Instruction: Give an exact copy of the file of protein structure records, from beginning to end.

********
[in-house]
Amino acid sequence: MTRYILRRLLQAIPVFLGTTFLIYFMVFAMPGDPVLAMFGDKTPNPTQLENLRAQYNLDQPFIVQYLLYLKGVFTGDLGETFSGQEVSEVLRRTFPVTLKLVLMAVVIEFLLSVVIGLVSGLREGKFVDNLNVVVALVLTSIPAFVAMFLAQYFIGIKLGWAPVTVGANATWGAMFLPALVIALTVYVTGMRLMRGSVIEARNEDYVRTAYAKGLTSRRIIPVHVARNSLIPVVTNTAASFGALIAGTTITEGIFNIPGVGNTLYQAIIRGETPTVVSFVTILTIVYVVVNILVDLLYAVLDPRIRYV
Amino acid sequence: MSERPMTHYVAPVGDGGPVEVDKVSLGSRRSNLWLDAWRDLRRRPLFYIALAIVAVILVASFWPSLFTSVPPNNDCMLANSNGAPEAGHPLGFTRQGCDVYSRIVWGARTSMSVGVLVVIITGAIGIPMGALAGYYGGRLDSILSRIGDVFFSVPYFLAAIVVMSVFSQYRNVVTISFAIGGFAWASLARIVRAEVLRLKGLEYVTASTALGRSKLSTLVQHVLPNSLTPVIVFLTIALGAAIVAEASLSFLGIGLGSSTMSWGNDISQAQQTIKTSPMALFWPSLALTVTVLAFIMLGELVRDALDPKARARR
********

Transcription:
[in-house]
Amino acid sequence: MTRYILRRLLQAIPVFLGTTFLIYFMVFAMPGDPVLAMFGDKTPNPTQLENLRAQYNLDQPFIVQYLLYLKGVFTGDLGETFSGQEVSEVLRRTFPVTLKLVLMAVVIEFLLSVVIGLVSGLREGKFVDNLNVVVALVLTSIPAFVAMFLAQYFIGIKLGWAPVTVGANATWGAMFLPALVIALTVYVTGMRLMRGSVIEARNEDYVRTAYAKGLTSRRIIPVHVARNSLIPVVTNTAASFGALIAGTTITEGIFNIPGVGNTLYQAIIRGETPTVVSFVTILTIVYVVVNILVDLLYAVLDPRIRYV
Amino acid sequence: MSERPMTHYVAPVGDGGPVEVDKVSLGSRRSNLWLDAWRDLRRRPLFYIALAIVAVILVASFWPSLFTSVPPNNDCMLANSNGAPEAGHPLGFTRQGCDVYSRIVWGARTSMSVGVLVVIITGAIGIPMGALAGYYGGRLDSILSRIGDVFFSVPYFLAAIVVMSVFSQYRNVVTISFAIGGFAWASLARIVRAEVLRLKGLEYVTASTALGRSKLSTLVQHVLPNSLTPVIVFLTIALGAAIVAEASLSFLGIGLGSSTMSWGNDISQAQQTIKTSPMALFWPSLALTVTVLAFIMLGELVRDALDPKARARR